Saturday, 11 November 2017

Spalding Model railway Show 2017

We recently had the sad news that there isn't going to be another Spalding Model Engineering Show. But at least we still have the Model Railway Show. And if today's crowds were anything to go by it remains extremely popular.  I suspect the time of year and the proximity to an outlet shopping centre help enormously in getting non-enthusiasts family visitors through the door.

At the other end of the extreme, it highlighted that shows really need to take into account the age, health and mobility of visitors. This is something the 16mm AGM  does really well.

This year the show also suffered from a lot of people stood in front of layouts pontificating and seemingly unaware that other people might want to see things. When taking photos I go out of my way to try an avoid making life difficult for others. This year just one person offered to move so I could get a better photo.

As for the layouts, well the usual mix, with everything seeming to be popular with someone. The disappointments in my eyes were definitely the N gauge and narrow gauge lines. Last year Tony Hill's 16mm layout showed what could be done by modelling the narrow gauge with the real thing as a guide.

The stars were the big name layouts, Hospital Gates and St Merryn, and Outwell Basin, which attracted a lot of attention for being both well modelled and a local prototype. In fact it would have looked very familiar to anyone with the Wild Swan book on the Wisbech and Upwell.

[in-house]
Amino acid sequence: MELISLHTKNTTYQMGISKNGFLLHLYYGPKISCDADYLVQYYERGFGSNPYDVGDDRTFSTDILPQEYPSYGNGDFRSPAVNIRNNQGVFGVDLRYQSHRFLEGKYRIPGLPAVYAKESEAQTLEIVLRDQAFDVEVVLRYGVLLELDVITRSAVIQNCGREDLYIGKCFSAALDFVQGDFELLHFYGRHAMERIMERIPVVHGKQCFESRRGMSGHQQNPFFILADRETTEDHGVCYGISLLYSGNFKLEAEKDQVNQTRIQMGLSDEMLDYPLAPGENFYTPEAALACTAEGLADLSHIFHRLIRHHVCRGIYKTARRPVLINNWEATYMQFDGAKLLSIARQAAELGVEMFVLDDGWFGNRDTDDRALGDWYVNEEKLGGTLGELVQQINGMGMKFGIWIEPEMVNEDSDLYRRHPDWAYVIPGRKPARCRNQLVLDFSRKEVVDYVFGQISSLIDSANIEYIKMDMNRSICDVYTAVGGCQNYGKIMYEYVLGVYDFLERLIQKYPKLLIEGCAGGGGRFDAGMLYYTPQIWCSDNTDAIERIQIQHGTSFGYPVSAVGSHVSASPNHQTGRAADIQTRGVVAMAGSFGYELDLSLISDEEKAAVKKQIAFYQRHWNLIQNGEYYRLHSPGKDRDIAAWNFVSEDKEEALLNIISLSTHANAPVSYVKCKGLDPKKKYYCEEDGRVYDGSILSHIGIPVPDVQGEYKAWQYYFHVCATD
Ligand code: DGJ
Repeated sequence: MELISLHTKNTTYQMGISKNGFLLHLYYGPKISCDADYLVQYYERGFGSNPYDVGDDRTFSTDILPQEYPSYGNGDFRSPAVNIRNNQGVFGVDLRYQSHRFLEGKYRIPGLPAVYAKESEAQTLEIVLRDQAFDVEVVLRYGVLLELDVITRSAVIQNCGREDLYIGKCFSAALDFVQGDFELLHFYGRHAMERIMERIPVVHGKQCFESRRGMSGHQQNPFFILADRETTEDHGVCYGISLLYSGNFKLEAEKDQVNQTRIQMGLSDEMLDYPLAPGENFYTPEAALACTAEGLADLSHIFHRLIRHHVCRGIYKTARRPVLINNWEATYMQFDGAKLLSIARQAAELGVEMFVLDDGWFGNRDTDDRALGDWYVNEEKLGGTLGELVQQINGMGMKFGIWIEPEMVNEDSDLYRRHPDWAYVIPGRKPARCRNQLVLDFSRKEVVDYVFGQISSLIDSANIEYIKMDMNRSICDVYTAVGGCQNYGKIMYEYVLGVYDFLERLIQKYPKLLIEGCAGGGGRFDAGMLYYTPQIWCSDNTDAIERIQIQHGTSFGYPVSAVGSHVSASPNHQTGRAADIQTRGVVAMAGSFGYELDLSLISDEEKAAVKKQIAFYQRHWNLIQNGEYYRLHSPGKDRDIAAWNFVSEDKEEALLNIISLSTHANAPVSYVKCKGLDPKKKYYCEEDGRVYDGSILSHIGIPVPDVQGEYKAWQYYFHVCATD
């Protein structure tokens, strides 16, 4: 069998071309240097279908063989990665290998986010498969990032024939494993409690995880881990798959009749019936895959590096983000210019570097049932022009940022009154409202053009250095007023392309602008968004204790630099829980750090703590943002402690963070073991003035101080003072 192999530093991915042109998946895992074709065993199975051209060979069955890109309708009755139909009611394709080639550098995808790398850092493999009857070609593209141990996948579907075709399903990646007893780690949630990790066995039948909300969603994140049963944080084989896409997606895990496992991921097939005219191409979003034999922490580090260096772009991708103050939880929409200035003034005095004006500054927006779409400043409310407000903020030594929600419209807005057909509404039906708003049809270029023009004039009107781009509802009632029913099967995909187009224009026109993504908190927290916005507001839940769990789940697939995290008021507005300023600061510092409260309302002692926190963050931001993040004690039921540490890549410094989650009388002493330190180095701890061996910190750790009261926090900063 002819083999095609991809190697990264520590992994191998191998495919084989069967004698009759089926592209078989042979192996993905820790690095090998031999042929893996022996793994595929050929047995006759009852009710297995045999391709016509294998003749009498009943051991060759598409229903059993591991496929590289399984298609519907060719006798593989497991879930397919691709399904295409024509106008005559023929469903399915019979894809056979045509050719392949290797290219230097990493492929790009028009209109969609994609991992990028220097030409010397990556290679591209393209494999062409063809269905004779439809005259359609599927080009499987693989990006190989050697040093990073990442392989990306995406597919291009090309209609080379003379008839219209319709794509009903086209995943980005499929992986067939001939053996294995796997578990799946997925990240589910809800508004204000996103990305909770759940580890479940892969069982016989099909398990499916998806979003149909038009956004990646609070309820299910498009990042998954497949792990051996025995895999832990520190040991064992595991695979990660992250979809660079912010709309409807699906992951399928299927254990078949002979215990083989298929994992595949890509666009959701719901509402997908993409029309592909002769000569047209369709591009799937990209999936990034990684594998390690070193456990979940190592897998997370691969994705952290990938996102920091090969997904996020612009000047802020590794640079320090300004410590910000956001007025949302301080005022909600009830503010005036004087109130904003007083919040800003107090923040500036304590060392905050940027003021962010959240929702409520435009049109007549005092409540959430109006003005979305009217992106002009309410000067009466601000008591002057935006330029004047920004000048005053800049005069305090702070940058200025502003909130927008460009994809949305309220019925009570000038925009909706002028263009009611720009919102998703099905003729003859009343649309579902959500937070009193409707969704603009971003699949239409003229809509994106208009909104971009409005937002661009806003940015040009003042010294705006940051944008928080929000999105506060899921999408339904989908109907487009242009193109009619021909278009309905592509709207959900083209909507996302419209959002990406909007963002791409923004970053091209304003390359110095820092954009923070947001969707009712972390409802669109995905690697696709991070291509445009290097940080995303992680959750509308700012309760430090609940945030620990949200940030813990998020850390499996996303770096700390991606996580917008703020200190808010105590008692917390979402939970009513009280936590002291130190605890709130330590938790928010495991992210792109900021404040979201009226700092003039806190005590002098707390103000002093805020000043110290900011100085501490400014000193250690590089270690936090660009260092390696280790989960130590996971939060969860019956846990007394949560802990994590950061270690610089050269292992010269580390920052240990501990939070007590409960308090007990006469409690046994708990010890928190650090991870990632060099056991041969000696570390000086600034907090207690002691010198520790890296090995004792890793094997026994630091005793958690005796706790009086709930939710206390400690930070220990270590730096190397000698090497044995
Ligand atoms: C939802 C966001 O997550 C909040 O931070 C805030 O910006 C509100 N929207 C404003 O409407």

Uppingham was very well modelled, and I liked a lot of things about Wolfe Lowe

Hospital Gates

Earls Court 


Lee on the Solent 

Wolfe Lowe

St Merryn 


 Outwell Basin

Friday, 10 November 2017

The World's Railways Part 2

Having been worried by how badly my copy had deteriorated I got hold of a second hand copy, complete with dust jacket. So here are some more pictures from it.

I never dreamed I would one day see this for myself.

Thursday, 2 November 2017

The World's Railways

The last few months have not gone well. Partly that is because I've spent a lot it working in Milan. That wouldn't normally be so bad except the first week I was there I picked up a chest infection and three months later I still haven't got rid of it. On top of which Issy has been ill as well. So basically we've been feeling rather sorry for ourselves. Even the regular sight of Peter deWitt trams isn't really enough to cheer me up

Something which has, though, is this. Spurred by a recent post from Phil Parker  I dug out from the depths of the engine shed my old dog eaten copy of "The World's Railways"

The dog who did the eating was Oscar, my childhood dalmatian.

What with that and the passage of time it isn't in the best of condition, but it brought back so many memories. This is the book that taught me, as the sub-title says, how railways work, with superb illustrations.